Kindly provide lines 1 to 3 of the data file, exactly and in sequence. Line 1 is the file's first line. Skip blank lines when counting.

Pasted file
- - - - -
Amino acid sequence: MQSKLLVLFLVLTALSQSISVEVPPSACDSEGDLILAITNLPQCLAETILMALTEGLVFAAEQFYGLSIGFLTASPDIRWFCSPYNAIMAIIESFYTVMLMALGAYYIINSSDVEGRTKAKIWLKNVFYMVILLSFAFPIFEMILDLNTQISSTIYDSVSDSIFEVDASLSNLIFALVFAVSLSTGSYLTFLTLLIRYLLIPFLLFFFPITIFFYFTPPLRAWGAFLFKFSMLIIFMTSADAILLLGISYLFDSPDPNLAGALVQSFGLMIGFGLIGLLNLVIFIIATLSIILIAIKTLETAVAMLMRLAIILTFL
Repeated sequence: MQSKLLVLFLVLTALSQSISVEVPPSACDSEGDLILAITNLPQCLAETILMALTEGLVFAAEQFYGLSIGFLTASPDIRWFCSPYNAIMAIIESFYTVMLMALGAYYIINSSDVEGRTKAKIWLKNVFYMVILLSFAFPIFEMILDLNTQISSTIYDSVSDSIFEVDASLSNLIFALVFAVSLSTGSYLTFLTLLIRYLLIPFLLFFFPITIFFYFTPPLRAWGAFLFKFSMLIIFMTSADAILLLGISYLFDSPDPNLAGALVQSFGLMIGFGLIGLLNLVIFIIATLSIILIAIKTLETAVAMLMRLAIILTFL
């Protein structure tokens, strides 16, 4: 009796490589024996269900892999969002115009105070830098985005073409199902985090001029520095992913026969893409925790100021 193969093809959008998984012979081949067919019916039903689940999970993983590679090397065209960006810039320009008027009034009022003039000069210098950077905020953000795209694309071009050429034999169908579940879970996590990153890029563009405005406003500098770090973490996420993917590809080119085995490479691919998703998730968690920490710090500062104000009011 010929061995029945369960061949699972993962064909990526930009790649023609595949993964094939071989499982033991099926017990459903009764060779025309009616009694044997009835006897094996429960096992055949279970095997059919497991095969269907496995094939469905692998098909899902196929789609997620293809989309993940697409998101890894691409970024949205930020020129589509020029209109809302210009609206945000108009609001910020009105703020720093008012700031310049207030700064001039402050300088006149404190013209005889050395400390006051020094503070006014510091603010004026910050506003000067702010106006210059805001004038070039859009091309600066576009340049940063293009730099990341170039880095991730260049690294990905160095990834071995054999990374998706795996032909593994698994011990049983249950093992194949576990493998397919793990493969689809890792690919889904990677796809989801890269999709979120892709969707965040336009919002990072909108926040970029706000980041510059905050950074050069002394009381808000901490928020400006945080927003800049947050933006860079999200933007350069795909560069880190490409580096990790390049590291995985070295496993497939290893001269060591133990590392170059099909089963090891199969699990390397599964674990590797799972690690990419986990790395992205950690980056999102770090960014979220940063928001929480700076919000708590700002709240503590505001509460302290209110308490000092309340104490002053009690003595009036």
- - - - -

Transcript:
Amino acid sequence: MQSKLLVLFLVLTALSQSISVEVPPSACDSEGDLILAITNLPQCLAETILMALTEGLVFAAEQFYGLSIGFLTASPDIRWFCSPYNAIMAIIESFYTVMLMALGAYYIINSSDVEGRTKAKIWLKNVFYMVILLSFAFPIFEMILDLNTQISSTIYDSVSDSIFEVDASLSNLIFALVFAVSLSTGSYLTFLTLLIRYLLIPFLLFFFPITIFFYFTPPLRAWGAFLFKFSMLIIFMTSADAILLLGISYLFDSPDPNLAGALVQSFGLMIGFGLIGLLNLVIFIIATLSIILIAIKTLETAVAMLMRLAIILTFL
Repeated sequence: MQSKLLVLFLVLTALSQSISVEVPPSACDSEGDLILAITNLPQCLAETILMALTEGLVFAAEQFYGLSIGFLTASPDIRWFCSPYNAIMAIIESFYTVMLMALGAYYIINSSDVEGRTKAKIWLKNVFYMVILLSFAFPIFEMILDLNTQISSTIYDSVSDSIFEVDASLSNLIFALVFAVSLSTGSYLTFLTLLIRYLLIPFLLFFFPITIFFYFTPPLRAWGAFLFKFSMLIIFMTSADAILLLGISYLFDSPDPNLAGALVQSFGLMIGFGLIGLLNLVIFIIATLSIILIAIKTLETAVAMLMRLAIILTFL
């Protein structure tokens, strides 16, 4: 009796490589024996269900892999969002115009105070830098985005073409199902985090001029520095992913026969893409925790100021 193969093809959008998984012979081949067919019916039903689940999970993983590679090397065209960006810039320009008027009034009022003039000069210098950077905020953000795209694309071009050429034999169908579940879970996590990153890029563009405005406003500098770090973490996420993917590809080119085995490479691919998703998730968690920490710090500062104000009011 010929061995029945369960061949699972993962064909990526930009790649023609595949993964094939071989499982033991099926017990459903009764060779025309009616009694044997009835006897094996429960096992055949279970095997059919497991095969269907496995094939469905692998098909899902196929789609997620293809989309993940697409998101890894691409970024949205930020020129589509020029209109809302210009609206945000108009609001910020009105703020720093008012700031310049207030700064001039402050300088006149404190013209005889050395400390006051020094503070006014510091603010004026910050506003000067702010106006210059805001004038070039859009091309600066576009340049940063293009730099990341170039880095991730260049690294990905160095990834071995054999990374998706795996032909593994698994011990049983249950093992194949576990493998397919793990493969689809890792690919889904990677796809989801890269999709979120892709969707965040336009919002990072909108926040970029706000980041510059905050950074050069002394009381808000901490928020400006945080927003800049947050933006860079999200933007350069795909560069880190490409580096990790390049590291995985070295496993497939290893001269060591133990590392170059099909089963090891199969699990390397599964674990590797799972690690990419986990790395992205950690980056999102770090960014979220940063928001929480700076919000708590700002709240503590505001509460302290209110308490000092309340104490002053009690003595009036």